3) Take a Factory Tour ($10) So I know some people don’t like (or are even allergic) to chocolate, but Theo’s is a true gem of Seattle. In the evenings the smell of cocoa can permeate a block or two away from the factory. A tour is $10 a person, so it’s at the top end of my price range, but I’ve heard it’s worth it. The last tour of the day starts at 4 pm so you need to schedule ahead of time. Tours are an hour long and exhibit the process of making Theo’s chocolate bars.  Make a fun trip out of it by enjoying your samples and then walking down by the Ship Canal, up to the Troll under the bridge, or over to the beautiful Gasworks Park Pavilion. I’ve also heard rumors of Jones’ Soda having factory tours here in Seattle, but I wasn’t able to confirm those. Any opportunity to learn how something is made (and get samples) is one that I would take!

4) Grab your other suit to go Swimming ($5.25 + locker 25₵) I haven’t been to the Queen Anne Swimming pool, but on Fridays you could swim for an hour (7-8 pm- public swim time) and help support the community pool. Swimming is a great way to get a bit of exercise, and making use of community pools helps to ensure their stability for future generations. Give it a shot and see what you think! Continue reading


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5 Tips on keeping your grocery bill green without spending too much green


1) Buy non-perishables in bulk (and bring your own container if possible). Buying canned foods, and buying dry goods such as pasta, flour, sugar, spices in bulk can save a good deal of money and help eliminate waste from smaller packaged items. Another way to apply this principle is buying fresh foods and then freezing them or dehydrating them (if you’re really fancy). Some things that I know freeze well are bread, meats, hearty vegetables like bell peppers and broccoli, and berries (although their texture will be compromised when they thaw). Freezing food is a great way to help with keeping foods longer and preventing those nightly or weekly trips to the grocery store. It can also save you money if you buy produce when it is in season or on sale.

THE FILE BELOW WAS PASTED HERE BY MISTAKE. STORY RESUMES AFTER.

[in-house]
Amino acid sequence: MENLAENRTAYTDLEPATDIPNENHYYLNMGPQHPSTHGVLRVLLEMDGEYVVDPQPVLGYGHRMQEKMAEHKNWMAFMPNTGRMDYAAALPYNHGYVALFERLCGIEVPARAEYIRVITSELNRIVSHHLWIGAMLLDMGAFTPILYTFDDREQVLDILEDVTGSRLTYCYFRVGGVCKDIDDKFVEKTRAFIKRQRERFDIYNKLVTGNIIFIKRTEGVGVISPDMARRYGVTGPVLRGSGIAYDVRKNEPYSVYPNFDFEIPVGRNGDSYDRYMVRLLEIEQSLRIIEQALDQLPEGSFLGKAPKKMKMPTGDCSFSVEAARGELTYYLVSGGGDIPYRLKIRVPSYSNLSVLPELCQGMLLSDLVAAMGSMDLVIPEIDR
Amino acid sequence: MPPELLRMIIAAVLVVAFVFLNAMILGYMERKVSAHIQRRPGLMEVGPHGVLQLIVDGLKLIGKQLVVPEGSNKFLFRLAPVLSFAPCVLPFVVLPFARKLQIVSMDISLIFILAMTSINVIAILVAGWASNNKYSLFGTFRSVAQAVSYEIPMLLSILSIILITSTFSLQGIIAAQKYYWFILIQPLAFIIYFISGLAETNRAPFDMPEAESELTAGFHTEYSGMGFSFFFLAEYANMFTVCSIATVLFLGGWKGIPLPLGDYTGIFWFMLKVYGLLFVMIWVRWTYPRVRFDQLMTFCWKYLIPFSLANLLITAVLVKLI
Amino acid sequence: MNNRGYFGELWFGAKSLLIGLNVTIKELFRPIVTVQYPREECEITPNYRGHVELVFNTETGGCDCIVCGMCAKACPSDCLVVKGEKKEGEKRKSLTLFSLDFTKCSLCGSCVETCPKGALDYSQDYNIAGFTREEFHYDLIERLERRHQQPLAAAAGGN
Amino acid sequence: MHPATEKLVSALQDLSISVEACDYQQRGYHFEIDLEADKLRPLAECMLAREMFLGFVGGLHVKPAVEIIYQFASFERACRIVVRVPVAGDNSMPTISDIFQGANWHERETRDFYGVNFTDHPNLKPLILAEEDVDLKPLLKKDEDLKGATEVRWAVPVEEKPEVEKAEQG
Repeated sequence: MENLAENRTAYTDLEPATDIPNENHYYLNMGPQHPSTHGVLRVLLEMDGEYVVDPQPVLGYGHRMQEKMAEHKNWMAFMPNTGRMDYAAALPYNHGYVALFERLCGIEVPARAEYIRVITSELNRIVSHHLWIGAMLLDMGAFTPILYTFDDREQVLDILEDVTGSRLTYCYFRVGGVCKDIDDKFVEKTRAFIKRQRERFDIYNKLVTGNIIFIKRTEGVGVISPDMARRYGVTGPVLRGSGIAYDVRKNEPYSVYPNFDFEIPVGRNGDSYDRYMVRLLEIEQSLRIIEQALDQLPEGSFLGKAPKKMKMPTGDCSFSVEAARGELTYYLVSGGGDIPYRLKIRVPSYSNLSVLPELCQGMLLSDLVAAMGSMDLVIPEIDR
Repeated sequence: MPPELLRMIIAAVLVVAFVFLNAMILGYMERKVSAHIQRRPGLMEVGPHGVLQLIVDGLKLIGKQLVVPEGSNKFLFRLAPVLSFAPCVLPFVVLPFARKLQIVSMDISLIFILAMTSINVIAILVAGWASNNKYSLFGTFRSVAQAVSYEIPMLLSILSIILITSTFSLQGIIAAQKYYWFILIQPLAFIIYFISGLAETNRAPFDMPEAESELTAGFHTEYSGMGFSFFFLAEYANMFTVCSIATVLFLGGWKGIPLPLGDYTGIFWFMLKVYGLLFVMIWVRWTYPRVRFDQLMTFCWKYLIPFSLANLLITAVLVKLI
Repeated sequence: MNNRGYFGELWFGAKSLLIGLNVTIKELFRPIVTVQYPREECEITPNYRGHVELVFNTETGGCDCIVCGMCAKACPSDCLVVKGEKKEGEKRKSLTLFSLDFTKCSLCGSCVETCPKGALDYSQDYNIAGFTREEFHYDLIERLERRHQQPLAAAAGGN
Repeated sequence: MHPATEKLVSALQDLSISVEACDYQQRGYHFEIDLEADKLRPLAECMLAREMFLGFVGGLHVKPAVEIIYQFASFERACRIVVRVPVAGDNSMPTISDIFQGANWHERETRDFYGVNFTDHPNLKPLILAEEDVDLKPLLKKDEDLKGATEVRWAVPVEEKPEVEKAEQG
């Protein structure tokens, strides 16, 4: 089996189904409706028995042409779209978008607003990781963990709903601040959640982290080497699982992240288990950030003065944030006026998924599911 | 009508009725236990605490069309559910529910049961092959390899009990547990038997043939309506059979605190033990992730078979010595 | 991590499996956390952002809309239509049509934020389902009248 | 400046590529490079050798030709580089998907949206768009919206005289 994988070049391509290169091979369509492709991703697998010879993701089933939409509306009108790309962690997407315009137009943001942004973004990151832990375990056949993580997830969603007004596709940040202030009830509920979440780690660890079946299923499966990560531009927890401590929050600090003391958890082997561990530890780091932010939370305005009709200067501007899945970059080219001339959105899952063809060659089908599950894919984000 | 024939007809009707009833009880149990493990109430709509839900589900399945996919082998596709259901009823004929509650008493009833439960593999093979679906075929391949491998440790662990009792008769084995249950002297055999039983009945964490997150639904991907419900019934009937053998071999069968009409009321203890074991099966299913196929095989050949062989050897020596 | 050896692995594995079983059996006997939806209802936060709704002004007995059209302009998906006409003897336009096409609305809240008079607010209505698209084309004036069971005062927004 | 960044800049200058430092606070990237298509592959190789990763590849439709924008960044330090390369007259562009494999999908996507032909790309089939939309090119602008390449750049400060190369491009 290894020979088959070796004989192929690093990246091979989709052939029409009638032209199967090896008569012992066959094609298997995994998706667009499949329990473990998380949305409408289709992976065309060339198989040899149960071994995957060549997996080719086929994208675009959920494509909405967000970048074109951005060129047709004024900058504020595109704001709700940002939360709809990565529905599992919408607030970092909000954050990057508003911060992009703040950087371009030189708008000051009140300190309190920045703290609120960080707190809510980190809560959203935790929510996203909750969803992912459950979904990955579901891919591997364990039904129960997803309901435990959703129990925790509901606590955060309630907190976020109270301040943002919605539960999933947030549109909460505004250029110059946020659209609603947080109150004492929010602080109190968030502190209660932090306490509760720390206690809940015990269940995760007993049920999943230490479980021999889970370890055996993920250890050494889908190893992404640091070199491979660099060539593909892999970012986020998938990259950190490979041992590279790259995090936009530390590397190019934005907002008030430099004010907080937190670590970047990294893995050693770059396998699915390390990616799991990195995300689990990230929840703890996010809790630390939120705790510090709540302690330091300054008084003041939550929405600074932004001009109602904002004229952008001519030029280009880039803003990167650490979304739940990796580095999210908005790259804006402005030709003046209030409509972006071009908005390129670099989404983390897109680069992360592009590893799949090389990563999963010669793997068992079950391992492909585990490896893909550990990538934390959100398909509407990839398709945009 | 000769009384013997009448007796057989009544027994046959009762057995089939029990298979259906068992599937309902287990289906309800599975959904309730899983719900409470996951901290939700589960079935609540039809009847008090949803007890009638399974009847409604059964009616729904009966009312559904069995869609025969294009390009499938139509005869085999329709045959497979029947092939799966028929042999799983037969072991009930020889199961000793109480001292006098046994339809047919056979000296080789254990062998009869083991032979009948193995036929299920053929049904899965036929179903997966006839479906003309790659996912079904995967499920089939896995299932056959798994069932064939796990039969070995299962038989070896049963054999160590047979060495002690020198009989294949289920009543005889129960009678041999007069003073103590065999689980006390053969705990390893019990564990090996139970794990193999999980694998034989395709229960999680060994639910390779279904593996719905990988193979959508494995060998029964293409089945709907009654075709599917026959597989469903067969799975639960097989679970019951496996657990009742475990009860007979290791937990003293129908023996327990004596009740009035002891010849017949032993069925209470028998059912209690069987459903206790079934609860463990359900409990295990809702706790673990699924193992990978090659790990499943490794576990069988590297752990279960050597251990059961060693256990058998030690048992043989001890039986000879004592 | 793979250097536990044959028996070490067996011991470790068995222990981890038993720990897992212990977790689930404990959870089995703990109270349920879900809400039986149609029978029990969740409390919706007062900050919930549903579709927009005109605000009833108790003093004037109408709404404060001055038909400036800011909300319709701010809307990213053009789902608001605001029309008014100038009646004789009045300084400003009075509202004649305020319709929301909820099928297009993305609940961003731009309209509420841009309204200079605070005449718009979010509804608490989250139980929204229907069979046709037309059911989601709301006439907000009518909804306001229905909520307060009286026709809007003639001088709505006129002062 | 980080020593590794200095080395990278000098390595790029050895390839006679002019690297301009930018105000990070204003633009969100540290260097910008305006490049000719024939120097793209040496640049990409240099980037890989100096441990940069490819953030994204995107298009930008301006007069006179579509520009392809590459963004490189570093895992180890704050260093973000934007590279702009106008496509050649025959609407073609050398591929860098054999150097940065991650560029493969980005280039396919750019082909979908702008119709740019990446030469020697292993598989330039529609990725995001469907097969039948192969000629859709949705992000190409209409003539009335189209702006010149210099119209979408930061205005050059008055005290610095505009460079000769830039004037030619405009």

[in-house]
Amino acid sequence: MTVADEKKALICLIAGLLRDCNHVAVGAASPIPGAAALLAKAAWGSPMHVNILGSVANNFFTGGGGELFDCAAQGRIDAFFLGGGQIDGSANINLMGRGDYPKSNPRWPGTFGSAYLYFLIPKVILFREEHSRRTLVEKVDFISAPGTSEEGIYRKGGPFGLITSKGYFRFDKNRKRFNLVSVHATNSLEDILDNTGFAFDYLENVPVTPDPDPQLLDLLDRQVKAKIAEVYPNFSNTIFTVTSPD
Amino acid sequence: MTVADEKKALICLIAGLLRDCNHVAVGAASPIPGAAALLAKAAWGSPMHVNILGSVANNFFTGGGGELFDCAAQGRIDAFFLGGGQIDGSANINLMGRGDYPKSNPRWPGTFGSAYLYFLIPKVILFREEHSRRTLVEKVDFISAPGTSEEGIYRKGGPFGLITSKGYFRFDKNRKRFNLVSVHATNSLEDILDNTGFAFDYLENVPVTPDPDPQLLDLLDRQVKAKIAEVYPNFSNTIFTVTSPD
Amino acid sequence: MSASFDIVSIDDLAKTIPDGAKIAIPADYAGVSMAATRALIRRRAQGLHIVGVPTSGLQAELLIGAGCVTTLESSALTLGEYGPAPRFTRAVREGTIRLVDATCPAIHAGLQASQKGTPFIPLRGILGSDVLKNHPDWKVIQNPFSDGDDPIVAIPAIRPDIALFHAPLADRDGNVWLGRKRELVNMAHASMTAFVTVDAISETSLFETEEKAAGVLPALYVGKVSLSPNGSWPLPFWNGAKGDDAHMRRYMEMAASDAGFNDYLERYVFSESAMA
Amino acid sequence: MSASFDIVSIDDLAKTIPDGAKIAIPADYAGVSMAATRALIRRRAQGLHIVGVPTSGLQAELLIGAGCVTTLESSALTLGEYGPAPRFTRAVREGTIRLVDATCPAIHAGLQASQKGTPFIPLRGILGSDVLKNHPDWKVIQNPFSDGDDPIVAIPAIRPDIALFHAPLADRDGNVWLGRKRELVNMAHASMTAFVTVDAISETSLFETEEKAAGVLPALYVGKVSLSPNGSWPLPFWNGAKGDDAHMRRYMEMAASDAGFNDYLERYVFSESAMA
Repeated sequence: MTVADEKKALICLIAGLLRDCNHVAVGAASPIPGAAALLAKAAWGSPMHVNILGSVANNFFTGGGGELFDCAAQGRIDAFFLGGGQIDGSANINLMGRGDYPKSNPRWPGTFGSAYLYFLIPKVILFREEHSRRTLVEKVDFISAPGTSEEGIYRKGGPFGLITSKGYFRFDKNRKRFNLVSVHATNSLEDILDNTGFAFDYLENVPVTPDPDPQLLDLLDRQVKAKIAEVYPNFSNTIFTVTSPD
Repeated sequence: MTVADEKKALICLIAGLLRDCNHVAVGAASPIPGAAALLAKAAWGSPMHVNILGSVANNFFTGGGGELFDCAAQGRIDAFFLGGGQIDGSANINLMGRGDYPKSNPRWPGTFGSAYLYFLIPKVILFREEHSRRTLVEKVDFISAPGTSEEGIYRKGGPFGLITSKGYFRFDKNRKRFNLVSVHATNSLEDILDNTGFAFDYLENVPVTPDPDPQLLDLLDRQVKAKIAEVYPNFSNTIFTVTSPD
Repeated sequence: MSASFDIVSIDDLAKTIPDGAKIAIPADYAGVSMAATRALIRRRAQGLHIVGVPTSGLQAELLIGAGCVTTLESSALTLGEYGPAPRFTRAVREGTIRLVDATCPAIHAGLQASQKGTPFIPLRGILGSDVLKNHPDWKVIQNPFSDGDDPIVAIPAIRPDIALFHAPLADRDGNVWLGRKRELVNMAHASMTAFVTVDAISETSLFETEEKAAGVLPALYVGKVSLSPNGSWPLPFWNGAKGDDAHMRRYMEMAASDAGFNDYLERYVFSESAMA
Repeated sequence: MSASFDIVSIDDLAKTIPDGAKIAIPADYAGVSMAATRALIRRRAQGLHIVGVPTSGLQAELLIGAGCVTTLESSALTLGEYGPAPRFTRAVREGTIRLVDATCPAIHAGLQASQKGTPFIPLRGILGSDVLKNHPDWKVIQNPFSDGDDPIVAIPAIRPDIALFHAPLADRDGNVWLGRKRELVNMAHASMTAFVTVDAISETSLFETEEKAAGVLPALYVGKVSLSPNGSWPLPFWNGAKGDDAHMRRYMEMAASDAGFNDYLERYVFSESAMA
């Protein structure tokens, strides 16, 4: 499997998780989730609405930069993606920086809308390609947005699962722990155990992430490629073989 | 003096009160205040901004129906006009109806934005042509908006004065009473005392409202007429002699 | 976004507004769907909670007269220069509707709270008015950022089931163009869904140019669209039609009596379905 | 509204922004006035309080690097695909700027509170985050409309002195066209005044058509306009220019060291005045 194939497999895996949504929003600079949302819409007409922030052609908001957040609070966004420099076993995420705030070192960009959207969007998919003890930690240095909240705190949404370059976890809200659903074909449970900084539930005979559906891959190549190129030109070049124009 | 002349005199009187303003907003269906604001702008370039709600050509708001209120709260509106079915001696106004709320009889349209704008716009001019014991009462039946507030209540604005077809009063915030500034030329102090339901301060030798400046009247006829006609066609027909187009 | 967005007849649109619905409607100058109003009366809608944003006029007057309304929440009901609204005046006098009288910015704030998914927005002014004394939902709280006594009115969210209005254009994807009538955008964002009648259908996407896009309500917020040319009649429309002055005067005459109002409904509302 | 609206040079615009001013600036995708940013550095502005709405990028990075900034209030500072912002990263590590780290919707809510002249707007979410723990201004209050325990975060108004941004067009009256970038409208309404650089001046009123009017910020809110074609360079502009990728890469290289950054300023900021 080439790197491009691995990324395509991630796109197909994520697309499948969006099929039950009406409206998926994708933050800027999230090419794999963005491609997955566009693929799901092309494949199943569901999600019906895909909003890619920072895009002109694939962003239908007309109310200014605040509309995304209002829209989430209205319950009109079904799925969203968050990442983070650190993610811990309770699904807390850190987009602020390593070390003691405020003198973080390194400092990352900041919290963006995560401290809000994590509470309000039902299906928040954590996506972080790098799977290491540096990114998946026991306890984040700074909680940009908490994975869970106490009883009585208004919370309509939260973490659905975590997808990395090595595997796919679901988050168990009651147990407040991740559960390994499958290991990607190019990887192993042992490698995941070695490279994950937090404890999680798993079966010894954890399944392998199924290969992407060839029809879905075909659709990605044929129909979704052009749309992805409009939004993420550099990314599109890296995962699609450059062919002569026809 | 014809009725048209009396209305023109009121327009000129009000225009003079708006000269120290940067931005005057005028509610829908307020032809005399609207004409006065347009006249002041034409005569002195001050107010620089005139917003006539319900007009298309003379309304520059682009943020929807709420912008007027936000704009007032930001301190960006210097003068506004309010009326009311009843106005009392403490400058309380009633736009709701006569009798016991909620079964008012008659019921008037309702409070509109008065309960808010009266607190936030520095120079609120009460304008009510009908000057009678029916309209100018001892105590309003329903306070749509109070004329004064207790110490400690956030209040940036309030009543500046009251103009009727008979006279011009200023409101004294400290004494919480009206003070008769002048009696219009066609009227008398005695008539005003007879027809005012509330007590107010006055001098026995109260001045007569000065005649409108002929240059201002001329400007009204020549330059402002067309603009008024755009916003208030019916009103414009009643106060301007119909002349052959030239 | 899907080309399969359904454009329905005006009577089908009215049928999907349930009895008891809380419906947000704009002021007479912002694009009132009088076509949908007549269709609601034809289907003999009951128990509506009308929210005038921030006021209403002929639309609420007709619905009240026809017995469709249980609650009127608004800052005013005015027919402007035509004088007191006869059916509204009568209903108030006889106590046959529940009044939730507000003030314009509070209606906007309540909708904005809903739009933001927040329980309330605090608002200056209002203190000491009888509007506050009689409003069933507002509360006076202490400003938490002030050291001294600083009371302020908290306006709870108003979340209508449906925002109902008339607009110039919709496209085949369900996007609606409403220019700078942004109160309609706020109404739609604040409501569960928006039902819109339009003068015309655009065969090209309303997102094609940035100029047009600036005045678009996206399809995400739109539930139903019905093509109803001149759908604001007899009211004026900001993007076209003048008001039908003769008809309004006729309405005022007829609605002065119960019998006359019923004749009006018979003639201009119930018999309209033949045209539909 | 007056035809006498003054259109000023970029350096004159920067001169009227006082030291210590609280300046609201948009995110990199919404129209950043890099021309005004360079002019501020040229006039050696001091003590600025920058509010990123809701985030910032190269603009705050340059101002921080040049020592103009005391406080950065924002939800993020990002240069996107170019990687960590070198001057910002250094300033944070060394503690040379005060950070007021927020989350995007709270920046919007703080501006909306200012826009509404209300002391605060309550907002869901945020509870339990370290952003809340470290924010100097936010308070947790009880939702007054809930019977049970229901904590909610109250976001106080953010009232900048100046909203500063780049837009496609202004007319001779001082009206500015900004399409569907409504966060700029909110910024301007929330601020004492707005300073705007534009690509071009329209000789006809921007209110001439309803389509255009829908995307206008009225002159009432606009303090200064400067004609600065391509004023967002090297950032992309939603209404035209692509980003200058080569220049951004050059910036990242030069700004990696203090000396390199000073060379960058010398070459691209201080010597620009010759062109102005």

2) Meal planning is an important part of saving money, just like budgeting. Planning what to eat during which weeks will help you decide what non-perishables to buy and stock up on, and which foods you can wait to buy until they are a bit cheaper. This meal planning should revolve around your favorite fresh produce, and when it goes on sale. Pairing non-perishable staples with fresh produce will not only help save your wallet, but is also a great way to have balanced nutrition and avoid expensive processed and packaged food. This takes a bit of time but is worth it when you are satisfied with your food budget and delicious meals. Continue reading


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Arnett Hall Receives LEED Gold Certification


Arnett

Completed in August 2014, Arnett Hall is the newest residence hall and building on campus. Located at the corner of 6th and Bertona, Arnett houses up to 150 students. In recognition of its sustainable design and construction, Arnett was recently awarded LEED Gold certification.

Arnett Hall was certified under the new LEED for Home Mid-rise Multi-Family category, which places a high emphasis on durability, occupant awareness, and energy performance. Arnett joins Eaton Hall and the Cremona Classrooms as LEED-certified buildings on the SPU campus, and SPU is committed to achieving a minimum of LEED Silver certification on all new construction. LEED certification involves verifying that a building was designed and constructed to achieve various credits in categories such as building materials, location, energy, landscaping, water efficiency, and air quality measures for the building. Meeting specific requirements can improve the level certification that the building receives, whether through an upgrade in material quality or additional energy-saving features. Here are a few points to highlight: Continue reading